Background: Although neoplastic spinal cord injuries (NSCIs) constitute ∼25% of all non-traumatic spinal cord lesions, patients with such pathologies are seldom, if ever, admitted to specialized centers; further, their rehabilitation typically is short because of the perception that rehabilitation prolongs hospital stays unnecessarily and is reserved only for patients with very good prognoses. Study design: This study is a retrospective analysis. Objective: The objective of this study is to evaluate the neurological and functional outcomes of patients with NSCIs compared with those of patients with traumatic spinal cord injury (TSCI). Methods: We evaluated 208 patients with TSCIs and 63 with NSCIs; using a matching cohorts procedure, 43 comparable couples were selected from each group. The measures used to assess these patients were the American Spinal Injury Association standards, the Barthel Index (BI), the Rivermead Mobility Index and the Walking Index for Spinal Cord Injury. Results: In the general population, NSCI patients are older and have longer lesion-to-admission times and more incomplete lesions than TSCI patients. Therefore, the functional status at admission and outcomes differed between the groups. In the matching cohorts, TSCI patients had lower BI scores at admission than NSCI subjects. At discharge, the two groups had comparable functional outcomes. Neurological status was similar at admission and at discharge. Conclusions: Although they had slightly disparate functional levels at admission, NSCI and TSCI patients had the same outcomes at discharge. Our data suggest that in a selected cohort of NSCI patients, rehabilitation is as successful as that in TSCI subjects and allows most patients to be discharged instead of being institutionalized.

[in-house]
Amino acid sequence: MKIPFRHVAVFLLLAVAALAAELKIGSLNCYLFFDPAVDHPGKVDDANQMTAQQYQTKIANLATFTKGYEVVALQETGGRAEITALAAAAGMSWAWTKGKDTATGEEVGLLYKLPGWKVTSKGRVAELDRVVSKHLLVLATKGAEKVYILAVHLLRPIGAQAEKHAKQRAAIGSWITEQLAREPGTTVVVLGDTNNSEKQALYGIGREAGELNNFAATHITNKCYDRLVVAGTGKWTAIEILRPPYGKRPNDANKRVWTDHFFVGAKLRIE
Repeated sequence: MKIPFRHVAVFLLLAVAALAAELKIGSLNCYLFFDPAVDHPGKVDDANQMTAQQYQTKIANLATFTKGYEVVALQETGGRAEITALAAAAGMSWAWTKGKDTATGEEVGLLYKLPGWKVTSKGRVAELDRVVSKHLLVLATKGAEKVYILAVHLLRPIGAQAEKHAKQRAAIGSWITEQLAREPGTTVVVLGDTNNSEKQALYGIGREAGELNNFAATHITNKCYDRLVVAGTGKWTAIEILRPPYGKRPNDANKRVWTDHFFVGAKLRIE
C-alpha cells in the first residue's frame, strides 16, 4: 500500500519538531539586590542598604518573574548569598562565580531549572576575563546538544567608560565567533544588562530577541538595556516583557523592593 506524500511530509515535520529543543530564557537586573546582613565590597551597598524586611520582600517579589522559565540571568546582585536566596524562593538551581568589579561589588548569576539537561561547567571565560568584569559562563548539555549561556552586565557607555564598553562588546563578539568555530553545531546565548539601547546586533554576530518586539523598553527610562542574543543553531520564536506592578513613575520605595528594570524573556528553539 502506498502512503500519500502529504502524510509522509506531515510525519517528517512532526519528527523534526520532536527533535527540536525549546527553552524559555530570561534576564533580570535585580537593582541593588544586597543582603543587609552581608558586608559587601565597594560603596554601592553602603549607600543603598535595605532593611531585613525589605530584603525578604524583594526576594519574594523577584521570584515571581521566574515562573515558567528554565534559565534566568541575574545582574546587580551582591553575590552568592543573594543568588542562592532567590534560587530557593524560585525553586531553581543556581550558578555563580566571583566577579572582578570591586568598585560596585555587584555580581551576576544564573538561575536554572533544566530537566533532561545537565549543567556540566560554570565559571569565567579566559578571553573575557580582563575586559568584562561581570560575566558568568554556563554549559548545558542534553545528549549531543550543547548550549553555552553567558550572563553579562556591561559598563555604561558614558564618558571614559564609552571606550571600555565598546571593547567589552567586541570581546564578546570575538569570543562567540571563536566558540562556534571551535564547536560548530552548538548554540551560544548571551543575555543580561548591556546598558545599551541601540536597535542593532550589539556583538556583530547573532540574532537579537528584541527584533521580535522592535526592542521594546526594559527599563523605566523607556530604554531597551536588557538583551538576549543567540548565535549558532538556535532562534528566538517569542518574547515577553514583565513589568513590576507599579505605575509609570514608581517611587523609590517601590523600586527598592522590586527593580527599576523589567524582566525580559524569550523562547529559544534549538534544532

- neoplastic spinal cord lesion
- traumatic spinal cord injury
ASJC Scopus subject areas
- Clinical Neurology